Wakefield was a practicing gastroenterologist at the Royal Free Hospital in London when he reported on what he and other doctors had observed in twelve children who regressed into autism and bowel disease. Eight of those children had parents who said the regression happened directly following their mumps, measles and rubella vaccination.
During an interview in 2009, Wakefield told CBS reporter Sharyl Attkisson the real story about his work, “Our duty was not only to investigate those children to see if we could get to the root of their symptoms, in particular their bowel symptoms, their diarrhea, their pain, and their mal-digestion, but also to report their history.”
It was the parents who told Wakefield and the other doctors that regression followed the MMR and that was included in their report.
Wakefield’s work concluded that the children had a new form of bowel disease, one that had not previously been identified. Further study was recommended.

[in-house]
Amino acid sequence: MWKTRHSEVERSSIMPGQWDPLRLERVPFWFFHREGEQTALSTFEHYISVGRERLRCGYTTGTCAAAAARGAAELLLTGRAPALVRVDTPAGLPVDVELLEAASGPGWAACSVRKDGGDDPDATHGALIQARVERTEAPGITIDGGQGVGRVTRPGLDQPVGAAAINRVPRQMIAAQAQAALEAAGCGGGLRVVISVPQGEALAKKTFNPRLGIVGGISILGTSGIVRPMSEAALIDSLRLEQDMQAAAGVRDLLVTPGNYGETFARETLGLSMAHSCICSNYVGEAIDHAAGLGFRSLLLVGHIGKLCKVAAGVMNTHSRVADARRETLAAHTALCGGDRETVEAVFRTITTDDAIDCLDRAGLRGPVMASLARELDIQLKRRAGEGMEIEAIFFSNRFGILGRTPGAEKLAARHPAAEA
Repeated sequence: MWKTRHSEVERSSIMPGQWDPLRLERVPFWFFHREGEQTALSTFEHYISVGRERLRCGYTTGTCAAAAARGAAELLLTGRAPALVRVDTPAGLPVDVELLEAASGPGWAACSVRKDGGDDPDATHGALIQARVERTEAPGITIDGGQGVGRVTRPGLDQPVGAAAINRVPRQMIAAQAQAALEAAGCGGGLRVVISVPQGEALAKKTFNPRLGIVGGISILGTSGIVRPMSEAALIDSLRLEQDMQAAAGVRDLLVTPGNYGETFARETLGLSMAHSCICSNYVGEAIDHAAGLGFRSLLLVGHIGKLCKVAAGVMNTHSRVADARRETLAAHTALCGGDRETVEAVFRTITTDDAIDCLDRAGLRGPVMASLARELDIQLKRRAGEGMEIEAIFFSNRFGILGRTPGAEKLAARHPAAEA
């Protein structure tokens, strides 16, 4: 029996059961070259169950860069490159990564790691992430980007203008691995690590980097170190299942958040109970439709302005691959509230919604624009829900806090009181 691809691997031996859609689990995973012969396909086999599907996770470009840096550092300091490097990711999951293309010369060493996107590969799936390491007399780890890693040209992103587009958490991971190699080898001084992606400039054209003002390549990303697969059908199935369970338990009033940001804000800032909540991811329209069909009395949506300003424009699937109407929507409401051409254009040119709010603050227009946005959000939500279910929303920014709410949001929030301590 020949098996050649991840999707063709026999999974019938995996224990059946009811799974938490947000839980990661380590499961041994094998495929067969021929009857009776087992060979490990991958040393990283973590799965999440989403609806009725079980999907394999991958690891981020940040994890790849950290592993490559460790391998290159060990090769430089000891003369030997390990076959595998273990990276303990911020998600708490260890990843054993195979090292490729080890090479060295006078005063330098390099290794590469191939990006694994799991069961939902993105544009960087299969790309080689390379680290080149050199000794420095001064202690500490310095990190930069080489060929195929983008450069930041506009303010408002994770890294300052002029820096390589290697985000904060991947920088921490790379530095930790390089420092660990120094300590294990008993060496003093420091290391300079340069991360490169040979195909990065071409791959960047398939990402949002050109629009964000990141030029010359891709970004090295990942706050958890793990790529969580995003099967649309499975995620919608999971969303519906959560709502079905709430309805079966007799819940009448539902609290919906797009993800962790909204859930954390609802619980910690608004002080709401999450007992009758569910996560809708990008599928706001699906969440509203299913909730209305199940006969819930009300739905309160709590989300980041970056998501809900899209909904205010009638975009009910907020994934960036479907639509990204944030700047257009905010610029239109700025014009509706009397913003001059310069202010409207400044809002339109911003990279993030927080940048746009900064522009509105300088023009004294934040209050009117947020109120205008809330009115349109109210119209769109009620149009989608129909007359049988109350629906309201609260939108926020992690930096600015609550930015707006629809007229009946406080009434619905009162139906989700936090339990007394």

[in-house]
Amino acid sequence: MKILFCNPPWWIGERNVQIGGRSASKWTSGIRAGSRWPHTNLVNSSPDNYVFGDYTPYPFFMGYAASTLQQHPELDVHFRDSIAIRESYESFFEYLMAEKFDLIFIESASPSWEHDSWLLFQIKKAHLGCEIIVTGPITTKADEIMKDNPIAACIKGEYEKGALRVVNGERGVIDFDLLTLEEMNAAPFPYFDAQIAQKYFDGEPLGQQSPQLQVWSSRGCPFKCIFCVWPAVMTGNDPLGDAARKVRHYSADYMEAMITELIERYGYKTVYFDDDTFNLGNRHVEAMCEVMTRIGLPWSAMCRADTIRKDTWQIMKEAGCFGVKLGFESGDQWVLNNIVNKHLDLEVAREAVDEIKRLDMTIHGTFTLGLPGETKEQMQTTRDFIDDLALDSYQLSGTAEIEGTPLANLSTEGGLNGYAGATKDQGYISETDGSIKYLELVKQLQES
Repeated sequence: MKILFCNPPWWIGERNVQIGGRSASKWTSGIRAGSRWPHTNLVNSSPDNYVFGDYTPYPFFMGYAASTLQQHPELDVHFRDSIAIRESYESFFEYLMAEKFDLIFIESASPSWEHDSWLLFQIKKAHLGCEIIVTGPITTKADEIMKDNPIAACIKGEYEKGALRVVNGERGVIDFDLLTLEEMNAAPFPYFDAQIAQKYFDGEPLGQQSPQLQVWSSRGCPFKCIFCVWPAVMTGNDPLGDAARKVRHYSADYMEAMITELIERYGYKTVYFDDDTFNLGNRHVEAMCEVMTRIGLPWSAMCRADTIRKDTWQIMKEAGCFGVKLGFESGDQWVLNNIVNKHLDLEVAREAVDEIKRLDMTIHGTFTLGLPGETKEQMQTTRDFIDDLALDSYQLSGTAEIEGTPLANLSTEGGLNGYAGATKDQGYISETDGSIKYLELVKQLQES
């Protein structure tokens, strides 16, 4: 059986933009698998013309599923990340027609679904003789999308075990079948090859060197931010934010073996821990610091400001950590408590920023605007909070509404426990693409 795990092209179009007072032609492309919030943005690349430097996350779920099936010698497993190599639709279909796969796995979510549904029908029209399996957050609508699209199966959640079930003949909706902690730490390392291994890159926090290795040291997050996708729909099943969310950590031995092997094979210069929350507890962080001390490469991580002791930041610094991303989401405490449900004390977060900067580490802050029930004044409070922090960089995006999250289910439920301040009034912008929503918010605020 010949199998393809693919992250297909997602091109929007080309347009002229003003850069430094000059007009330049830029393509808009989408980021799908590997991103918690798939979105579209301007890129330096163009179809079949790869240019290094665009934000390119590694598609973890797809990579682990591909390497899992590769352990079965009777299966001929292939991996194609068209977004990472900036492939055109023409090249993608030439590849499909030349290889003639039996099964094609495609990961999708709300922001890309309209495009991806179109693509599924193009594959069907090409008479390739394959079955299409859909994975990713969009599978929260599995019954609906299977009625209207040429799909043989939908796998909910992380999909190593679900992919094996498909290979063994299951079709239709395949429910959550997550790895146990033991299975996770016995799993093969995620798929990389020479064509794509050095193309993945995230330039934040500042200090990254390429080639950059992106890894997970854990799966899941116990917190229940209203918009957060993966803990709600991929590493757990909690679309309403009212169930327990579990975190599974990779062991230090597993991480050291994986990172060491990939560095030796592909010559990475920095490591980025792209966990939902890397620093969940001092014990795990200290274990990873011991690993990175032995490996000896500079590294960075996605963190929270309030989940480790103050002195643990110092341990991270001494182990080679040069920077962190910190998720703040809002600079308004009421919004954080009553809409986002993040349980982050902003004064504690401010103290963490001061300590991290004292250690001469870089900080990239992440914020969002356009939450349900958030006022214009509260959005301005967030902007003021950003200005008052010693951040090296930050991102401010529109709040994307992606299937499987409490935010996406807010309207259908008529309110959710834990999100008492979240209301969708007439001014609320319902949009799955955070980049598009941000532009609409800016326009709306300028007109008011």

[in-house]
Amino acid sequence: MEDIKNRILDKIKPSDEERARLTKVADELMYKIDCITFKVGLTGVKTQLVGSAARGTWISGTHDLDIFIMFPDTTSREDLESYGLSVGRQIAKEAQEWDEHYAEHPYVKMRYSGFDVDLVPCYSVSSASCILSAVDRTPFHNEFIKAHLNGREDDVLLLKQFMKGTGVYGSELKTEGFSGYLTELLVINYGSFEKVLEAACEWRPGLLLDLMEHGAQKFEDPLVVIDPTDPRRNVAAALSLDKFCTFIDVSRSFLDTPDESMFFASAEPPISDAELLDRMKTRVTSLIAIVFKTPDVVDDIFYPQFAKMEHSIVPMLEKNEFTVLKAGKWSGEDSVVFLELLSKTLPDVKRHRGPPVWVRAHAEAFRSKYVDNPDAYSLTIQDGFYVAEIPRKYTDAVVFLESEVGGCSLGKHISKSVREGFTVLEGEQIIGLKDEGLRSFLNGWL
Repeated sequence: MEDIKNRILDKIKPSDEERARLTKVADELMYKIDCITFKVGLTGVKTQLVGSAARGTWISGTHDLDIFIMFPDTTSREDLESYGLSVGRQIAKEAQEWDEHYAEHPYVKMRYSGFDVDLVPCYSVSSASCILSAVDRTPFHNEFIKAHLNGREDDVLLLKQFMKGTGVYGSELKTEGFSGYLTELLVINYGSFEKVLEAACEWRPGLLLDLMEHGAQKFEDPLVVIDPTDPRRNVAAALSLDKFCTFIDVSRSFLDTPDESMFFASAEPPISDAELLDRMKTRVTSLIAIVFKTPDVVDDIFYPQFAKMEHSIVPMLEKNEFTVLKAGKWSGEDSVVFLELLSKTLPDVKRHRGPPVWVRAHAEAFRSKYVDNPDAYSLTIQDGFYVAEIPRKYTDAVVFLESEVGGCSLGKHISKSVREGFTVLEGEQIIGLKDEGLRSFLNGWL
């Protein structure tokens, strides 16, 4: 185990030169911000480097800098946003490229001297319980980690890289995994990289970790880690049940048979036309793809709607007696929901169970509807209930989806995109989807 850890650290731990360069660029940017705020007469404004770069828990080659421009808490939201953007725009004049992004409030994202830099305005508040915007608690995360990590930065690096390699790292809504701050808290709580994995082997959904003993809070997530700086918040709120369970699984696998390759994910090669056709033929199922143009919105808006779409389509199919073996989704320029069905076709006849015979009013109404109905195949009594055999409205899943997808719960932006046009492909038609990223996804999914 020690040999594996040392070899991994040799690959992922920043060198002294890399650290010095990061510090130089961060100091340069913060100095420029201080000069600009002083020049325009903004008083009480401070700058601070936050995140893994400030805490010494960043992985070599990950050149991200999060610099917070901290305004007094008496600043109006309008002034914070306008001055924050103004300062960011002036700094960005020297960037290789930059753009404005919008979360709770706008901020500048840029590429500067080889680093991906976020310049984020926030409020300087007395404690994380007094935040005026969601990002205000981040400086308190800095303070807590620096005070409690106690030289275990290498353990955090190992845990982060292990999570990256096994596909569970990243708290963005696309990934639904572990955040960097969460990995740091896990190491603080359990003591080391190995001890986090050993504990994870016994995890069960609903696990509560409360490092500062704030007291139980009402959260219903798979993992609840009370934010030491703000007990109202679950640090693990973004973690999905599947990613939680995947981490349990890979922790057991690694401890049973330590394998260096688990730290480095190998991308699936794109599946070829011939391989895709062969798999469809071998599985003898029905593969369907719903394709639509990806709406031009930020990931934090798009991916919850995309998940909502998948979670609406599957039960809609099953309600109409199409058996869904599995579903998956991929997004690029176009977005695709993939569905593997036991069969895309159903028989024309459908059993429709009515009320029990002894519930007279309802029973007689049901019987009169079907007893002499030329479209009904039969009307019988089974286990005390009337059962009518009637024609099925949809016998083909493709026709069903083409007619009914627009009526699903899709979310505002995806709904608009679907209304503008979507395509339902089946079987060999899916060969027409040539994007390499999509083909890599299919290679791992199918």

This is what was written up in the Lancet, a British medical journal in 1998. What followed was a disaster for the researchers. Wakefield especially was vilified as a fraud who falsified his findings.
During that 2009 interview Wakefield also told Attkisson that after extensive research resulting in a 250 page report, he cautioned parents to only give their children separate mumps, measles and rubella vaccines, not the combination MMR vaccine. He went on to say that the response from the government was that within six months they stopped the use of the separate vaccines in Britain. Children could only get the combined MMR.
Wakefield made it clear on CBS back in 2009 that he and his fellow researchers had called for more study on the safety of the MMR.
When he was asked by Attkisson about the actions of General Medical Council in revoking his medical license, Wakefield said that the government will “isolate and discredit” anyone who challenges them. Wakefield furthermore denied any personal conflicts of interest in what he had done.
The phrase “isolate and discredit” can also apply to the actions of the media and the government here in the U.S.
In the preface I go into detail about how the American media attacked Wakefield in 2010. Matt Lauer on NBC’s Today Show, Dr. Manny Alvarez on Fox News, Anderson Cooper and Sanjay Gupta on CNN, and George Stephanopoulos on ABC’s Good Morning America, all of them covered the Wakefield story as adversaries. Their interviews were vicious inquisitions.